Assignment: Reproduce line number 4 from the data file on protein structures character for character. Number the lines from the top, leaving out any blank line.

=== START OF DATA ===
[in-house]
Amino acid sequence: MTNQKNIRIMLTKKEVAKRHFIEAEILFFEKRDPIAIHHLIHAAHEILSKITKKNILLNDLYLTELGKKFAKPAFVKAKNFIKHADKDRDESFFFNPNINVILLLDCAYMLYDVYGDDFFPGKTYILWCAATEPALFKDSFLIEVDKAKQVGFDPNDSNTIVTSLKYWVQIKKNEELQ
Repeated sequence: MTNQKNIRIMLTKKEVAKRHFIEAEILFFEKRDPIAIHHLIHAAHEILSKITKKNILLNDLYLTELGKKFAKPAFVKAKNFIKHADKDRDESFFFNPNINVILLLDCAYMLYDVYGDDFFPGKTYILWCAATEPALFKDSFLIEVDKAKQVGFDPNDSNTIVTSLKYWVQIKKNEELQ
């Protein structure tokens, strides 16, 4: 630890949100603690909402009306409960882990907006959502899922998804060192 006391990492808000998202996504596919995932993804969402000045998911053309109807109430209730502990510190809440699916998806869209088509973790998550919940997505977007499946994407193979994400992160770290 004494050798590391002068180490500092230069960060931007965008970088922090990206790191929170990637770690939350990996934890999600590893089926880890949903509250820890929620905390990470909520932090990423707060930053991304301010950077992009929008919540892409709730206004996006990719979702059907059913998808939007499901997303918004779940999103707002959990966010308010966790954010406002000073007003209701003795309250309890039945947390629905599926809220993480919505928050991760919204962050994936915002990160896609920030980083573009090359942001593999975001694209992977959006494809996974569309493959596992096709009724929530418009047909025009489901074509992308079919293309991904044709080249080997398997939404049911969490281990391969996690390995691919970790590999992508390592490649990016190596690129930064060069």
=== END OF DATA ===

């Protein structure tokens, strides 16, 4: 630890949100603690909402009306409960882990907006959502899922998804060192 006391990492808000998202996504596919995932993804969402000045998911053309109807109430209730502990510190809440699916998806869209088509973790998550919940997505977007499946994407193979994400992160770290 004494050798590391002068180490500092230069960060931007965008970088922090990206790191929170990637770690939350990996934890999600590893089926880890949903509250820890929620905390990470909520932090990423707060930053991304301010950077992009929008919540892409709730206004996006990719979702059907059913998808939007499901997303918004779940999103707002959990966010308010966790954010406002000073007003209701003795309250309890039945947390629905599926809220993480919505928050991760919204962050994936915002990160896609920030980083573009090359942001593999975001694209992977959006494809996974569309493959596992096709009724929530418009047909025009489901074509992308079919293309991904044709080249080997398997939404049911969490281990391969996690390995691919970790590999992508390592490649990016190596690129930064060069």